By JOHN T. BENNETT
WASHINGTON — UPDATED: Shortly after this story was posted, Senate Appropriations Committee Chairwoman Barbra Mikulski’s office tweeted this: “Sen. Appropriations Approps will take up @DeptofDefense #FY15 funding bill July 17 w return of former committee Chairman @SenThadCochran”
A US Senate subcommittee has yet to lock in a date on which it will take up its 2015 Pentagon spending bill, a senior aide says.
Senate Appropriations Defense subcommittee Chairman Sen. Dick Durbin, D-Ill., said last month he intends to mark up the defense appropriations bill the first full week of July. But he has not been more specific.
A committee aide suggested that target could slip to later in the month.
“I would bet in July but I don’t have a date yet for you,” the aide told CongressWatch.
Sources call it a long shot that the upper chamber’s defense spending bill ever will arrive on the floor, given the Senate’s years-long inability to pass annual spending bills. What’s more likely, sources say, is another government-wide spending bill that might include a full-year Pentagon appropriations bill that would be preconferenced with House appropriators.
The House last week green-lighted a version of the legislation that would give the Defense Department $570.4 billion in 2015.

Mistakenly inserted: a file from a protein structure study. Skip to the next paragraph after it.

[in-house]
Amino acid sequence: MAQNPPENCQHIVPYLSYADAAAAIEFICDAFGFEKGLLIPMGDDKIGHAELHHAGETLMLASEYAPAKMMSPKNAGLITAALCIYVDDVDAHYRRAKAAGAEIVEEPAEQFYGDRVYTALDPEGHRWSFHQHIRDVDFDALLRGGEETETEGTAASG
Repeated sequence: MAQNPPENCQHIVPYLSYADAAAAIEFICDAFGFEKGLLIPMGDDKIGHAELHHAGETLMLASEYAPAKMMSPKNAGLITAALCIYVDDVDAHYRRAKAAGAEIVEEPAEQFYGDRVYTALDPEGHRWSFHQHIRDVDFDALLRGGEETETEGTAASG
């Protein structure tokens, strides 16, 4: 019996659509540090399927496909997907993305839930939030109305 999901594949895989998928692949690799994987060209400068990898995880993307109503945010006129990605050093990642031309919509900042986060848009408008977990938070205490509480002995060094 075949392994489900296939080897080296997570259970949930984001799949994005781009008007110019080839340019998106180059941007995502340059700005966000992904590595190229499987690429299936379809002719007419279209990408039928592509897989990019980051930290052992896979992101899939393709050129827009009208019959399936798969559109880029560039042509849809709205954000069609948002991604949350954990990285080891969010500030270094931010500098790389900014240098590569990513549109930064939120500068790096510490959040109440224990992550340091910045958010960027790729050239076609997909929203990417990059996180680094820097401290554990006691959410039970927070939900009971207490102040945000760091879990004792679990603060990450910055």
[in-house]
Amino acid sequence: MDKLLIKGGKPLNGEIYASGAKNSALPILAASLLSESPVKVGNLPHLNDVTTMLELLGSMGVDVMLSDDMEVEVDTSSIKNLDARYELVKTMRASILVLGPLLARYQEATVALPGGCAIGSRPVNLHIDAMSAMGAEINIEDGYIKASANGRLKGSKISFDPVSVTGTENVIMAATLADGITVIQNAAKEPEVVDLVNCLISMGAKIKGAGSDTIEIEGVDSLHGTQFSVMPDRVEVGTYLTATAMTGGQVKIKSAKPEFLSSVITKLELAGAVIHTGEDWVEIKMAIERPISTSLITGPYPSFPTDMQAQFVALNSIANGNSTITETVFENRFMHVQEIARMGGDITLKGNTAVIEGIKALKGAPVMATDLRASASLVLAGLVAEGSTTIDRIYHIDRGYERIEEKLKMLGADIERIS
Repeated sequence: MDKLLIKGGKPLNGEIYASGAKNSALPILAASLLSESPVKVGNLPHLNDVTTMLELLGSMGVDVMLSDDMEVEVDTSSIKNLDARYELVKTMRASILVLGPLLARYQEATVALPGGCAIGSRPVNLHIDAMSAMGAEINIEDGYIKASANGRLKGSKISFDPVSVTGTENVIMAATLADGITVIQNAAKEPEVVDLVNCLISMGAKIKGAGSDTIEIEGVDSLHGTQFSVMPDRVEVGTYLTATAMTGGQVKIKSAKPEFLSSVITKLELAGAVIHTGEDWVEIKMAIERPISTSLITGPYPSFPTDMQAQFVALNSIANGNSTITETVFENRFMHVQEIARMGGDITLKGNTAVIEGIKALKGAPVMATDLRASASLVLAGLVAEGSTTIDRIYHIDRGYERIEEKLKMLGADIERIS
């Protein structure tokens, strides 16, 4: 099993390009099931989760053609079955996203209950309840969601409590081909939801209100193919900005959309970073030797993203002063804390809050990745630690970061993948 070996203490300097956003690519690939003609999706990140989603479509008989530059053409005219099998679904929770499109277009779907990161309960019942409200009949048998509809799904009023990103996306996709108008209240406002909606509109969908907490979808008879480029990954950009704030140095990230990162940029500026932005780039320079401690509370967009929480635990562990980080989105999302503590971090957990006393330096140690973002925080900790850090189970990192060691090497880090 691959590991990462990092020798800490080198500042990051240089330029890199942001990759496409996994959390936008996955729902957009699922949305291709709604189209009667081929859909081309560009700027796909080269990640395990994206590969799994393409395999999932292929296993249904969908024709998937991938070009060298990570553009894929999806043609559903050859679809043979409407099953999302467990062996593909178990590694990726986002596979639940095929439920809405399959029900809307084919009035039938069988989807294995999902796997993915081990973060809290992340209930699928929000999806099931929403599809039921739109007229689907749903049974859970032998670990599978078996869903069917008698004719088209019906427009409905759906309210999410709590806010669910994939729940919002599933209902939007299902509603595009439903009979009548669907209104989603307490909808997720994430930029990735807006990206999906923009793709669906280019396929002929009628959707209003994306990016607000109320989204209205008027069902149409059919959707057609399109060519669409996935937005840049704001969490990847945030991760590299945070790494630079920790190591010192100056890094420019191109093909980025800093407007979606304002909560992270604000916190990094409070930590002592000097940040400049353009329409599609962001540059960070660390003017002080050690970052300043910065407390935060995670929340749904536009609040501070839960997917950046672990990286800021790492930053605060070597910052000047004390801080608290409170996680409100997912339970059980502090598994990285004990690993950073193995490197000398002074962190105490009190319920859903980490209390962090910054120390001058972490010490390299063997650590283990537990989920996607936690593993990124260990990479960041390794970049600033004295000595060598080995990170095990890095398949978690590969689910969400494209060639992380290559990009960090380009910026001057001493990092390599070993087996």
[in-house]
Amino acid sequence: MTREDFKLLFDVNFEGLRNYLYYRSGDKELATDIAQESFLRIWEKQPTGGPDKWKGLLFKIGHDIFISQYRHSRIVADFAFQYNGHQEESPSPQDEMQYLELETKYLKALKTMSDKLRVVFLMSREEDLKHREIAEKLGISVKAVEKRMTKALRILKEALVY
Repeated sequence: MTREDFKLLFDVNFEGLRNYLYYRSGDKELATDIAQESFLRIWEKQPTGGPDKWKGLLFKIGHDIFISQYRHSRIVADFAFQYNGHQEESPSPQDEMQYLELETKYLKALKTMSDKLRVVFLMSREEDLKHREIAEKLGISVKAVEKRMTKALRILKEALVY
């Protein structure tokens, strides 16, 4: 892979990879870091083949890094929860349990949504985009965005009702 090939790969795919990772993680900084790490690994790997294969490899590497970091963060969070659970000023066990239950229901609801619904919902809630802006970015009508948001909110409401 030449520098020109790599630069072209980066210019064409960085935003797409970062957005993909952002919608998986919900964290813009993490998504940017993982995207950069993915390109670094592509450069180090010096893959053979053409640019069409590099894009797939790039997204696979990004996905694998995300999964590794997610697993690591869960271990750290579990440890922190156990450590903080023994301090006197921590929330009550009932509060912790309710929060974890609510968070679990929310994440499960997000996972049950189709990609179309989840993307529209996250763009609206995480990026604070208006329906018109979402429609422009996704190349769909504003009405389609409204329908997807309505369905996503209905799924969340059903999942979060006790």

The House Appropriations Defense subcommittee proposes a $491 billion base Pentagon budget and a $79.4 billion overseas contingency operations (OCO), or war-funding, section.
The House-passed version adds monies for fighter jets, electronic-attack planes and maintains 11 aircraft carriers.
That $491 billion figure is $5 billion lower than the Pentagon’s $496 billion base budget request. When factoring in another $5 billion in military construction, which the panel does not oversee, the HAC-D’s portion of the base budget roughly matches the Pentagon’s request.
Durbin has signaled he is inclined to also block Pentagon-proposed cost-cutting measures, like an Air Force plan to retire the A-10 attack plane fleet.
Subcommittee member Sen. Lindsey Graham, R-S.C., told CongressWatch this week that A-10 proponents are “getting close” to a budgetary offset that would pay for the fleet’s operations and maintenance costs next year.